Accident kills DOT worker on N.C. 12

Worker was clearing Hurricane Sandy debris

bsiceloff@newsobserver.comNovember 11, 2012 

N.C. 12 was closed south of Oregon Inlet until mid-afternoon Sunday after an early-morning construction accident killed a state Department of Transportation employee, DOT said.

Michael Brad Stevenson, 37, of Hertford, was working to clean up tons of sand that have covered parts of the Outer Banks highway since Hurricane Sandy closed the road two weeks ago.

He was driving a dump truck, and a second dump truck driver also was injured. The accident occurred on Pea Island sometime between 1 a.m. and 1:45 a.m., DOT spokeswoman Lisa Schell said.

Stevenson had been a DOT employee for 15 years.

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“When the accident occurred, the road was closed to four-wheel-drive traffic,” Schell said. “There was no traffic on that road other than the DOT crews.”

The death came after DOT had opened N.C. 12 to four-wheel-drive traffic at noon Saturday for the first time since Oct. 28, when Hurricane Sandy flattened miles of protective dunes, dumped sand on miles of road along Pea Island, and destroyed stretches of pavement north of Rodanthe on Hatteras Island.

DOT said last week that four-wheel-drive vehicles would be allowed to drive in still-deep sand along the N.C. 12 path between 5 a.m. and 10 p.m. The road was closed Sunday morning to allow DOT officials and the State Highway Patrol to investigate the fatal accident.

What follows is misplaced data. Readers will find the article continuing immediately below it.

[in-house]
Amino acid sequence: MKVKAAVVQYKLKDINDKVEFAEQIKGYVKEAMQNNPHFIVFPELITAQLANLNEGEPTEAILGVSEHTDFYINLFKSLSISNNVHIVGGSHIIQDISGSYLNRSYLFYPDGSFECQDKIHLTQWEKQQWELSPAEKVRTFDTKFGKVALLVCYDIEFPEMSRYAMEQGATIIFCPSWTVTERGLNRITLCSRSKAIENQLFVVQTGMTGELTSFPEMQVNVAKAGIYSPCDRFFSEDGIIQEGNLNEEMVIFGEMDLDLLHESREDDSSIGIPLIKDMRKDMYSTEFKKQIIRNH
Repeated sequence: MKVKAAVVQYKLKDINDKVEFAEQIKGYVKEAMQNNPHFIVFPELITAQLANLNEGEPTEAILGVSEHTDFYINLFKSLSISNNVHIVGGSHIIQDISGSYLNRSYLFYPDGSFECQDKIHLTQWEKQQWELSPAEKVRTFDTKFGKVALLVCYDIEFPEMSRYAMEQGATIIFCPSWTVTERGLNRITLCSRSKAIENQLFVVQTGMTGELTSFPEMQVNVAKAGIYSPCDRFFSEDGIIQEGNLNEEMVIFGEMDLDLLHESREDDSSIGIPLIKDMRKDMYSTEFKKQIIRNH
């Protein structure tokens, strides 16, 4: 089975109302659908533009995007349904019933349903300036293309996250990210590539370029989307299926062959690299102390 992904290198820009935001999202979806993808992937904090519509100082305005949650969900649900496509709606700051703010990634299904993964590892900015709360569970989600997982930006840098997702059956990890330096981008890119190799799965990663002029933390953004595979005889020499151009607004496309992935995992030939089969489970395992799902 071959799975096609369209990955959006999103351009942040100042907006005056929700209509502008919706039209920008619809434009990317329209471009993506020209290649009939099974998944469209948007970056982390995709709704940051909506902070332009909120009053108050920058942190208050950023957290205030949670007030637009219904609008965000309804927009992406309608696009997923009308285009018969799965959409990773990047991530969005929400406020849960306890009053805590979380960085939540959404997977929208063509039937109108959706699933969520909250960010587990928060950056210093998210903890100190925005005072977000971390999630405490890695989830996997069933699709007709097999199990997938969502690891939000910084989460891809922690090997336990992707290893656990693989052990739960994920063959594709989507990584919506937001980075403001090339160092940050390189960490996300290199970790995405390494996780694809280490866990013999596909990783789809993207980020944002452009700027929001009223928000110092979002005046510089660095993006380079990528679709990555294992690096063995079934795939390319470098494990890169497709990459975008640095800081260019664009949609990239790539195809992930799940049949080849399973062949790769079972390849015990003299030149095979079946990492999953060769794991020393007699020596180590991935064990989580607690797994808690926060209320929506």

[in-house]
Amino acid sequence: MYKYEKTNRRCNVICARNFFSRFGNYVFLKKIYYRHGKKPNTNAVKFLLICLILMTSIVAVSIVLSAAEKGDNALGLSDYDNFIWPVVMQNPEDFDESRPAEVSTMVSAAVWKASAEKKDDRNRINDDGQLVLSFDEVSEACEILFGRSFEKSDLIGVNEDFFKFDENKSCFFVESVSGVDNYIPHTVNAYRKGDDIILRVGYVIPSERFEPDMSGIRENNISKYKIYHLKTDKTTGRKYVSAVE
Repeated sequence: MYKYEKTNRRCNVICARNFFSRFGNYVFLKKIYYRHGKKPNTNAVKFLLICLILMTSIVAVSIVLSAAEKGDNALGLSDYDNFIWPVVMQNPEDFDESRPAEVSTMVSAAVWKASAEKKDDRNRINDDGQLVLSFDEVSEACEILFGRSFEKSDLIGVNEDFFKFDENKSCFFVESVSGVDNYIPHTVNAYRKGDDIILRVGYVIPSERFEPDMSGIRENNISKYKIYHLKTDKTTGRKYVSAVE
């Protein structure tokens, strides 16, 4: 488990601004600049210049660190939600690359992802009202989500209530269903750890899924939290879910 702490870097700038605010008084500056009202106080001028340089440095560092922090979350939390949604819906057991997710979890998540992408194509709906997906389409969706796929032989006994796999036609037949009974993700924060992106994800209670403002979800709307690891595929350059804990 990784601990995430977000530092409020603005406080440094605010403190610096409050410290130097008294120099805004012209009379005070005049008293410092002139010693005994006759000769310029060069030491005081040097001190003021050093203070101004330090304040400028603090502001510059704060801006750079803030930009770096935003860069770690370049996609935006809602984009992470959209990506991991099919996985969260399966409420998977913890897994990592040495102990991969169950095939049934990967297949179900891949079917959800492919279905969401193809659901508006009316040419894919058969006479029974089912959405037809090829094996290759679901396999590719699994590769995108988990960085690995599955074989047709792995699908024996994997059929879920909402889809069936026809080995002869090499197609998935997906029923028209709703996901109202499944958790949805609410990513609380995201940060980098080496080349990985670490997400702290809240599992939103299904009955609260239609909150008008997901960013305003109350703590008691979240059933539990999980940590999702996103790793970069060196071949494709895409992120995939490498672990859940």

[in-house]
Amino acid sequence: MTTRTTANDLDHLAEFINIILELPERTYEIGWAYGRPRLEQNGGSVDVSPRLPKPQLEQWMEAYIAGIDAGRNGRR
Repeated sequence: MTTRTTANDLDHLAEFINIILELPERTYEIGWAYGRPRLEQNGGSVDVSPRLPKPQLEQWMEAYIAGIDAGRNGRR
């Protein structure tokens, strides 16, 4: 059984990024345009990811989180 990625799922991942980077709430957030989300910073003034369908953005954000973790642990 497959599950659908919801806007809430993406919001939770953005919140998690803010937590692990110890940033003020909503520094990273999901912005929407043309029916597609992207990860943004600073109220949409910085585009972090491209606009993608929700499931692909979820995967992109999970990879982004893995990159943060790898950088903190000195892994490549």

DOT reopened N.C. 12 for 4WD drivers Sunday afternoon, but the road will only be open during daylight hours.

DOT has said it will take a few weeks to finish repairing storm damage to N.C. 12 and the Oregon Inlet bridge.

Until the road is reopened for all traffic, an emergency ferry from Stumpy Point to Rodanthe provides limited mainland access for the seven villages of Hatteras Island. Citing mechanical problems with one of its ferries, DOT said the Stumpy Point service would run on a reduced schedule Sunday, with nine round trips scheduled every two hours.

“Any time we have the death of an N.C. DOT person who is out there doing his job, it hits us all pretty hard,” Schell said.

Siceloff: 919-829-4527

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